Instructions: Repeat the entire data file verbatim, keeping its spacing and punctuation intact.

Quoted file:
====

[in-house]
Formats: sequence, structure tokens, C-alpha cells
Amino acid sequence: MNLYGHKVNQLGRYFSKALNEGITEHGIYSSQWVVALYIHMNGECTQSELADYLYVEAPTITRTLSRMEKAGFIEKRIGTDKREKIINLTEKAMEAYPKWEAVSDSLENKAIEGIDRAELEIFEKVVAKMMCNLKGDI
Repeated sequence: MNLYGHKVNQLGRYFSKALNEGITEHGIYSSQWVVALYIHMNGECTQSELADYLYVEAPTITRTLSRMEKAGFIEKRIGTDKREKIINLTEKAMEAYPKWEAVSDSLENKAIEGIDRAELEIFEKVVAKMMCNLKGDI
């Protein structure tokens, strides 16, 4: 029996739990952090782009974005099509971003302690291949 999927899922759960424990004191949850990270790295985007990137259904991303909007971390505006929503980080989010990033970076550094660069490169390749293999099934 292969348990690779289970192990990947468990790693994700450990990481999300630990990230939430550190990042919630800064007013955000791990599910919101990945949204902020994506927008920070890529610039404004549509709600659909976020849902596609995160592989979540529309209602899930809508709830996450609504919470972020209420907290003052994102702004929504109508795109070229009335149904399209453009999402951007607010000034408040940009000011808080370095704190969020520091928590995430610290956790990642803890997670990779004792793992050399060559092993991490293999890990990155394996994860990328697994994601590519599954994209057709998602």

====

[in-house]
Formats: sequence, structure tokens, C-alpha cells
Amino acid sequence: MNLYGHKVNQLGRYFSKALNEGITEHGIYSSQWVVALYIHMNGECTQSELADYLYVEAPTITRTLSRMEKAGFIEKRIGTDKREKIINLTEKAMEAYPKWEAVSDSLENKAIEGIDRAELEIFEKVVAKMMCNLKGDI
Repeated sequence: MNLYGHKVNQLGRYFSKALNEGITEHGIYSSQWVVALYIHMNGECTQSELADYLYVEAPTITRTLSRMEKAGFIEKRIGTDKREKIINLTEKAMEAYPKWEAVSDSLENKAIEGIDRAELEIFEKVVAKMMCNLKGDI
């Protein structure tokens, strides 16, 4: 029996739990952090782009974005099509971003302690291949 999927899922759960424990004191949850990270790295985007990137259904991303909007971390505006929503980080989010990033970076550094660069490169390749293999099934 292969348990690779289970192990990947468990790693994700450990990481999300630990990230939430550190990042919630800064007013955000791990599910919101990945949204902020994506927008920070890529610039404004549509709600659909976020849902596609995160592989979540529309209602899930809508709830996450609504919470972020209420907290003052994102702004929504109508795109070229009335149904399209453009999402951007607010000034408040940009000011808080370095704190969020520091928590995430610290956790990642803890997670990779004792793992050399060559092993991490293999890990990155394996994860990328697994994601590519599954994209057709998602």